Guess it's time for a DSLR...
March 13, 2007 1:28 PM   Subscribe

Why do point-and-shoot digital cameras have such small sensors?

I'm about to return my brand new Canon A710IS, because I can't see any improvement in image quality over my nearly 3-year-old Olympus C7000Z. The electronics are much better (most noticeable in autofocus), but the noise, poor color response, and fuzziness are virtually indistinguishable. Even the image stabilization doesn't seem to help that much -- it can turn an unusable photo into a postcard-quality one, but it can't turn a postcard-quality photo into a print-quality one.

After some research, I'm convinced that the problem is the sensor size. The A710IS sensor is actually smaller than the one in the C7000Z. I don't understand this. Why is it that you can only get a larger sensor in a DSLR? Why are the P&S manufacturers putting in better lenses, better electronics, and all sorts of fancy post-processing tricks, but can't seem to improve the one part that actually generates the image itself?
posted by bjrubble to Technology (21 answers total) 4 users marked this as a favorite
because nobody would buy the more expensive, interchangeable-lens (ie, potentially more lucrative) DSLRs?
posted by matteo at 1:34 PM on March 13, 2007

Because they haven't figured out a good way to advertise it yet. And if people don't know they want it, they won't pay extra for it.
posted by smackfu at 1:49 PM on March 13, 2007

Noise is the only real downside of a small sensor. Fuzziness is either from bad optics or from bad noise-reduction.

The thing about "point and shoot" also known as "compact" cameras is that they're small and cheap. Big sensors = big cameras, and more expensive. If your sensor is larger your lens needs to be further from it, and needs to be larger to collect more light to cover the increased area. So why would I buy a large expensive point and shoot, over a large expensive SLR?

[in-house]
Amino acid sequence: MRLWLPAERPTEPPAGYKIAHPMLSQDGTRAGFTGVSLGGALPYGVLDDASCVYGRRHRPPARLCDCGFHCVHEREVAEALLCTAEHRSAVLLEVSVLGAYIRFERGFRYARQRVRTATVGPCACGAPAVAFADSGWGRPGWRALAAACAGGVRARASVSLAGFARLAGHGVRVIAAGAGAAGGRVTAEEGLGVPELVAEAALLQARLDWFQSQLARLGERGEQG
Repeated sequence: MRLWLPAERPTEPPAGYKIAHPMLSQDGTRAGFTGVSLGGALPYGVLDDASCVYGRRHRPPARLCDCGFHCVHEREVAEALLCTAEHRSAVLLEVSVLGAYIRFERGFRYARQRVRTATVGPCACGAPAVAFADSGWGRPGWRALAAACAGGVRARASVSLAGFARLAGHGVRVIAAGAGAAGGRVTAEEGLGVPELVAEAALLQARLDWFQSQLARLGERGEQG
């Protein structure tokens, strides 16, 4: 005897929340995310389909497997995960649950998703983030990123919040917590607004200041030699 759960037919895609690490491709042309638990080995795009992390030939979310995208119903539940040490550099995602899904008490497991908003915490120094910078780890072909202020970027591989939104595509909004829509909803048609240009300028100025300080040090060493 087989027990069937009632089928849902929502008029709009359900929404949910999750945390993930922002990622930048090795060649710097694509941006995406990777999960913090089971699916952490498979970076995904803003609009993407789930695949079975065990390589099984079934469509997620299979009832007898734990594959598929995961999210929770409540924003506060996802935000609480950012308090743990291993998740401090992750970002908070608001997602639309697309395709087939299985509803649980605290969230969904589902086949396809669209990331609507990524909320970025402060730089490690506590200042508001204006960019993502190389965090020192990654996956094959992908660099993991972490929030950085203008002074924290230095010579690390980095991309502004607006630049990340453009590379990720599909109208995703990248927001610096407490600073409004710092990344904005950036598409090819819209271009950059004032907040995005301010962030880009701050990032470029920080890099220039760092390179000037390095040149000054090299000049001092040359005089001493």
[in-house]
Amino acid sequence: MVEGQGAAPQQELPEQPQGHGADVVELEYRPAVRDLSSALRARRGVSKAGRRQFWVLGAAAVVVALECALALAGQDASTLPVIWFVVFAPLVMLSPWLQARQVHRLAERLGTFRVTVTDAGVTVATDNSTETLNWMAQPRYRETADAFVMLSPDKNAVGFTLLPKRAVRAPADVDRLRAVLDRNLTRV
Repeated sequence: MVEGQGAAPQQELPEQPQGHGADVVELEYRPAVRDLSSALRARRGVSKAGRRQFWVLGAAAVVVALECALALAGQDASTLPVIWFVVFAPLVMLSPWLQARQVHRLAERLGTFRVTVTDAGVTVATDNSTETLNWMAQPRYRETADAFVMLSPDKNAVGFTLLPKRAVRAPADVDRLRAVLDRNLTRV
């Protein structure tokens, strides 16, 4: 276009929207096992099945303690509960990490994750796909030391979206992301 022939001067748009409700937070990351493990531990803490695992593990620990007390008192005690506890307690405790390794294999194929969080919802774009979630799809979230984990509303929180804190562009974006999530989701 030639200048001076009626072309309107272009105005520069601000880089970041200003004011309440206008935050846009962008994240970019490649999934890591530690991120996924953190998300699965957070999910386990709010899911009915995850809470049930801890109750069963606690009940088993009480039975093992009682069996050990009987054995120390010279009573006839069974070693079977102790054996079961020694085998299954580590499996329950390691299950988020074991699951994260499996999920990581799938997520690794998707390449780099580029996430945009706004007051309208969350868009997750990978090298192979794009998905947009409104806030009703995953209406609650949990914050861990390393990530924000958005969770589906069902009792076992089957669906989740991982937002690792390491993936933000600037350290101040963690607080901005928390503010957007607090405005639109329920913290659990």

SLRs do have auto modes where you can point-and-shoot with them.
posted by aubilenon at 1:55 PM on March 13, 2007

Larger sensors are more expensive too produce and require larger and better lenses to focus light onto them.

Imagine a dSLR-sized sensor in your tiny P&S, and how each part would have to be bigger, forcing the next part out and then it gets bigger and moves the next part out until you have a dSLR about the size of an entry-level like a Canon XT.
posted by deadfather at 2:00 PM on March 13, 2007

In the P&S market, camera size is a bigger selling point than low-noise and high ISO performance. Bigger sensors require bigger lenses, more battery power, etc., making for a bigger and less competitive camera. I guess not that many people are gonna use a A710IS to take dim light pictures which are likely to expose the tiny camera's noise problems. Though, in good light, I do think today's P&S cameras (especially with IS) can take great pictures.
posted by bluejayk at 2:07 PM on March 13, 2007

Best answer: Noise is the only real downside of a small sensor. Fuzziness is either from bad optics or from bad noise-reduction.

Well, it takes extremely good optics to resolve down to the miniscule pixel size of these tiny, 7+ megapixel sensors. A tiny, plastic lens can only do so much.

One might also argue that another very significant effect of a small sensor is the expansion of depth of field, which prevents the smooth, out-of-focus background that is the telltale sign of SLR photography.

I should clarify my above comment. The only that really needs to get bigger with a bigger sensor is the lens. But it needs to get a LOT bigger. See the glass on the standard zoom lenses that are paired with entry-level dSLRs? They are that size because they have to be. Try incorporating that into a P&S.

It's true that these companies do think about protecting their SLR line. But many companies don't have an SLR line, or have a really tiny one.
posted by deadfather at 2:13 PM on March 13, 2007

I guess not that many people are gonna use a A710IS to take dim light pictures which are likely to expose the tiny camera's noise problems.

The sad thing is the sensors are so small that the definition of "dim light" is pretty ridiculous. In an indoor setting, where you and I can see perfectly well, most point and shoot cameras will still need to rachet up to 200 ISO (high noise) to get a picture free from motion blur. In a truly dim setting (restaurant at night, bar/club), the P&S is entirely useless. Most people will resort to using the flash at this point, which brings along all sorts of new problems.

I completely sympathize with the asker. There are situations where I don't want to lug my SLR around, so I bring my small Canon and suffer the consequences. I will typically crank it to ISO 400 and try to post process the noise as much as possible.
posted by knave at 2:16 PM on March 13, 2007

I've had a lot of luck using a tripod with my Canon A85 in a low-light situation. Even a small one like this will do wonders.
posted by Lynsey at 2:40 PM on March 13, 2007

As someone who doesn't know that much about photography, I have to askā€¦ if a bigger sensor would require a full-size lens, how were they able to make point-and-shoot 35mm film cameras? As far as I know, even the DSLR sensors are smaller than 35mm film.
posted by designbot at 2:57 PM on March 13, 2007